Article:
Johns Hopkins University scientists have developed and successfully lab tested “microgrippers” that can be injected and remotely activated, using heat or certain chemicals, to grab onto unique cells.
From a Johns Hopkins press release:
The microgripper design — six three-jointed digits extended from a central "palm" — resembles a crab. (In fact, the joint design was inspired by that of arthropod animals.) To fabricate the microgrippers in their initial flat position with all digits fully extended, the researchers employ photolithography, the same process used to make computer chips. When the tiny devices are inserted in the body and moved magnetically, the gold-plated nickel in the palm and digits will allow doctors to see and guide the grippers with medical imaging units such as an MRI or CT.
The microgrippers’ grasping ability is rooted in the chemical composition of the joints embedded in the finger- like digits. These joints contain thin layers of chromium and copper with stress characteristics that would normally cause the digits to curl themselves closed like fingers clasping a baseball. But the researchers added a polymer resin, giving the joints rigidity to keep the fingers from closing.
When the microgrippers arrive at their destination, however, the researchers raise the temperature to 40 degrees C (or 104 degrees F, equivalent to a moderate fever in humans). This heat softens the polymer in the joints, causing the fingers to flex shut. The researchers also found an alternative method: Some nontoxic biological solutions can also weaken the polymer and cause the grippers to clamp down on their target.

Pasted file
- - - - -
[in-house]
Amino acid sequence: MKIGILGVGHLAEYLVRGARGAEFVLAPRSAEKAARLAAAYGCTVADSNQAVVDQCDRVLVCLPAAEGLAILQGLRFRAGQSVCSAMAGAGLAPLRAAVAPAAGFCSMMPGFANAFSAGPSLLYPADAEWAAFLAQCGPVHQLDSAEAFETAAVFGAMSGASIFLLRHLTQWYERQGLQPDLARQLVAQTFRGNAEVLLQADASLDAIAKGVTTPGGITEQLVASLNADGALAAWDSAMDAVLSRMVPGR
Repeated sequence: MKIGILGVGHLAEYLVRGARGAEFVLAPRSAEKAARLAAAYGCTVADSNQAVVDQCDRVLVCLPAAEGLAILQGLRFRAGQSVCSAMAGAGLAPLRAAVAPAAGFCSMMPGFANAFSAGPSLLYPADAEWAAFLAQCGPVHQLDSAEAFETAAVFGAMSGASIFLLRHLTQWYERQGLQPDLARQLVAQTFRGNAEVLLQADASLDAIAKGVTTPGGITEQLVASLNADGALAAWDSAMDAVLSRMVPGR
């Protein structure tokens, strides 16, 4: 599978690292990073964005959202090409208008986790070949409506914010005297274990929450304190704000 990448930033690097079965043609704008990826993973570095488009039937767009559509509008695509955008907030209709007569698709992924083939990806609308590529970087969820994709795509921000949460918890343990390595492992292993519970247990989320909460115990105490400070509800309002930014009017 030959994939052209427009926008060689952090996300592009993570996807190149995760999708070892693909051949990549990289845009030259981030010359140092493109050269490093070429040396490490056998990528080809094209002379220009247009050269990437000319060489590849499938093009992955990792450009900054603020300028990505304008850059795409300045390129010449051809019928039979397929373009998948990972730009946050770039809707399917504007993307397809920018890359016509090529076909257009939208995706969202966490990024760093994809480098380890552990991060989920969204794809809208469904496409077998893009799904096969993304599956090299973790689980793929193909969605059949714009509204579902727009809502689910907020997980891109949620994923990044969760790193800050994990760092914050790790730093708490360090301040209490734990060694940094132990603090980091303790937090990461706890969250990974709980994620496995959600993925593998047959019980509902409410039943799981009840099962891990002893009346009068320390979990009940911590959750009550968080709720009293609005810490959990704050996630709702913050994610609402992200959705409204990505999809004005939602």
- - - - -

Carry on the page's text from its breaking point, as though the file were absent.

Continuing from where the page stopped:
In their lab experiments, the Johns Hopkins researchers used a microgripper, guided by a magnet, to grab and transport a dyed bead from among a group of colorless beads in a water solution. Team members also captured dozens of live animal cells from a cell mass at the end of a capillary tube. The cells were still alive 72 hours later, indicating the capture process did not injure them. Also, the microgrippers captured samples from relatively tough bovine bladder tissue.
The experiments showed that the tetherless microgripper concept is viable and has great potential for medical applications, the researchers said. Gracias’ team is now working to overcome some remaining hurdles. As currently designed, each biologically-compatible gripper can close on a target only once and cannot be reactivated to reopen and release its contents.
Hopkins press release with videos towards the bottom demonstrating the microgrippers: Wireless Microgrippers Grab Living Cells in ‘Biopsy’ Tests …
Images: Top: This fluorescent micrograph features a single microgripper with live cells within its grasp. The tetherless microgripper was triggered to close and capture these live fibroblast cells with thermobiochemical cues. Bottom: This optical microscopy image shows a tetherless microgripper holding on to a piece of bovine bladder tissue retrieved from a tissue sample placed at the end of a narrow glass capillary tube.